Wednesday, April 05, 2006
"Do you like what you're doing - or is it, you can do nothing else...?"
Jawbox reckons this may be the greatest headline ever: "Al Jazeera to air TV series about multiracial Welsh sheep family".
Though perhaps this one, from the News Of The Screws circa-early-Seventies, is even finer, in several senses: "Nudist welfare man's model wife fell for the Chinese hypnotist from the Co-op bacon factory".
It both makes you intrigued to read the story... and yet sensing that may be, after all, unnecessary...
This was one of the things I've learnt, by the by, from my current reading matter - still Roy Greenslade's history of the British Press post-WWII, somewhat narrowly, misleadingly-titled Press Gang: How Newspapers Make Profits From Propaganda.
His prose style may not be the raciest, but there are plenty of fascinating tales therein - and revealing (to me, anyway) insights into how Northern Irish affairs were completely ignored by the mainland Press until the mid-to-late 1960s; how Rupert Murdoch stole cannily in to turn the Sun from unloved, newly-born-soon-to-die embarrassment to all-trouncing, Mirror-trumping, multi-million-seller within just nine years; how all papers, including the Mail, Express et al, led the media-skewed charge into the EEC in defiance of sceptical divided public and politicians; and how The Sun labelled Margaret Thatcher "the most unpopular woman in Britain" in the 1970s before later slightly, subtly shifting their stance; or how major national newspapers were regularly, and lengthily, kept from publishing at all by the all-powerful print unions - including almost a whole year out of action for The Times and Sunday Times in 1979-80...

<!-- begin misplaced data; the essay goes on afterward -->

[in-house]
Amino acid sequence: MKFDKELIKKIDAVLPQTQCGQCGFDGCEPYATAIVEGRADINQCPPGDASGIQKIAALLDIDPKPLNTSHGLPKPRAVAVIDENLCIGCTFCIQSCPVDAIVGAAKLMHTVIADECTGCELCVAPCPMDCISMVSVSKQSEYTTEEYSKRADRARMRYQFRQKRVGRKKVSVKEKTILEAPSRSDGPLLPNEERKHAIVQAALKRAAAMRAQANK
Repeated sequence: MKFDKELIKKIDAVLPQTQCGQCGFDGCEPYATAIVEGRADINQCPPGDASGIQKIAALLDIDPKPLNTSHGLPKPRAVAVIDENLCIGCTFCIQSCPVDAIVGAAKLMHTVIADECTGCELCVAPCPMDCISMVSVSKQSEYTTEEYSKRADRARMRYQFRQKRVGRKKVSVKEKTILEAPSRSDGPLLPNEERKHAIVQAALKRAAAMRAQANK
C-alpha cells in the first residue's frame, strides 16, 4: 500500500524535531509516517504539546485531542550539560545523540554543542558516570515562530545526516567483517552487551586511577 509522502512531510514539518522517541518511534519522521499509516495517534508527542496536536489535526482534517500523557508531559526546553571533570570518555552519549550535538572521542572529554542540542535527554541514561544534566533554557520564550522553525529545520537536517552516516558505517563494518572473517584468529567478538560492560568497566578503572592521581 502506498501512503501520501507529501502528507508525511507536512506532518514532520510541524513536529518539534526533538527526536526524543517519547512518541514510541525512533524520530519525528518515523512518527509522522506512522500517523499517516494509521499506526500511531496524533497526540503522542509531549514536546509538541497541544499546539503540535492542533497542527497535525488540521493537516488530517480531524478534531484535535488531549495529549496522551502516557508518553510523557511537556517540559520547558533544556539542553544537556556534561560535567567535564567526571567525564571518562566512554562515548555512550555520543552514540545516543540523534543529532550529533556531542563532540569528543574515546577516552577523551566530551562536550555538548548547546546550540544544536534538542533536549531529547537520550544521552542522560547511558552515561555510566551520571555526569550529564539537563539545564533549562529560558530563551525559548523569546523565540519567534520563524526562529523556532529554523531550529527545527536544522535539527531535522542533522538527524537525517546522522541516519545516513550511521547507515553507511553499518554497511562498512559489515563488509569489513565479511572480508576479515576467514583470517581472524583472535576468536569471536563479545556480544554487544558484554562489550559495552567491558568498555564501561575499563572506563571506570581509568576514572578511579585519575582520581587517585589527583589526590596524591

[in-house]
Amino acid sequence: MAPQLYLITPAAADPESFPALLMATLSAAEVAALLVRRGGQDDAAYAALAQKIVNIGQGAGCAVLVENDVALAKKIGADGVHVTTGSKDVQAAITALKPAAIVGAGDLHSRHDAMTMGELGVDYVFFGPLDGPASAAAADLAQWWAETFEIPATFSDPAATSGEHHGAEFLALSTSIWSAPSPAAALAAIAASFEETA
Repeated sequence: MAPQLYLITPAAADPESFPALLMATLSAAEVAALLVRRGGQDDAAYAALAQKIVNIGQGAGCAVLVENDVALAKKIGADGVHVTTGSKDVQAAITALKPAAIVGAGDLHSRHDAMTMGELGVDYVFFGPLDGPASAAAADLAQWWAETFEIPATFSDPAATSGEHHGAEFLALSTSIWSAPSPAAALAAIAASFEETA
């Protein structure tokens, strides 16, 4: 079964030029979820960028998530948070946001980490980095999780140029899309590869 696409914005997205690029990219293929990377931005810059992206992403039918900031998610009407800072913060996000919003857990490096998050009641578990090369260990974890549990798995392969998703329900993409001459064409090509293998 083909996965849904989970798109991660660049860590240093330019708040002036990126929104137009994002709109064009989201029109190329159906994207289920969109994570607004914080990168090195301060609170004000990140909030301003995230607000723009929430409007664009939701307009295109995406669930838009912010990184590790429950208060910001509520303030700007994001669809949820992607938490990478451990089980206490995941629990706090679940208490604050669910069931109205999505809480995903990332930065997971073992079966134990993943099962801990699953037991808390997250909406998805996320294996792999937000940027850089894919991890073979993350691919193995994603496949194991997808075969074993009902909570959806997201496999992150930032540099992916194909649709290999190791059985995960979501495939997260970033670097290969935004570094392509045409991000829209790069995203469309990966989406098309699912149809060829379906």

But there are plenty of frivolous passing gems to be enjoyed, too, amid the heavier-than-I've-suggested discussions...
For example, I'd love to have worked under the 1978-launched Daily Star's first editor, Peter Grimsditch, of whom it's said: "In the small hours of Friday nights he encouraged alcohol-fuelled subs to indulge in a variety of childish pranks, such as bizarre races through the office and indoor cricket using a ball composed of rubber bands."
Or how about the major Fleet Street editor who tended to hire reporters on their cricketing skills, above their journalistic talents?
Even more admiration is due, of course, to the venerable second Lord Rothermere (grand-daddy of my current Associated overlord, of course), who indulgently extended much keeping-it-real sympathy when his Daily Mail editor Arthur Brittenden complained of a headache: "Go home, and sit by the pool."
"Thank you, Lord Rothermere. But I don't have a pool."
"No pool? No pool! You don't have a pool?!"
I did also enjoy Roy's considered analysis of the Star's debut front-page:
"The first splash, headlined 'Model's Mystery Plunge', was one of those stories that didn't bear too much inquiry since the girl was not a model, the plunge had been no more than three feet and there was precious little mystery."
Pah! Mere quibbles...
Still, after several weeks' ploughing through, I'm still only as far in as p375 of 674, and only just been introduced to a rather flimsy character called Diana, and the newly-bought anthology of Peter Cook's writings, Tragically I Was An Only Twin, is lookingly balefully tempting at me from the shelf...
But still... It's all good, educative stuff.
You know what they say - if you can't join 'em, read about 'em...
Or something like that.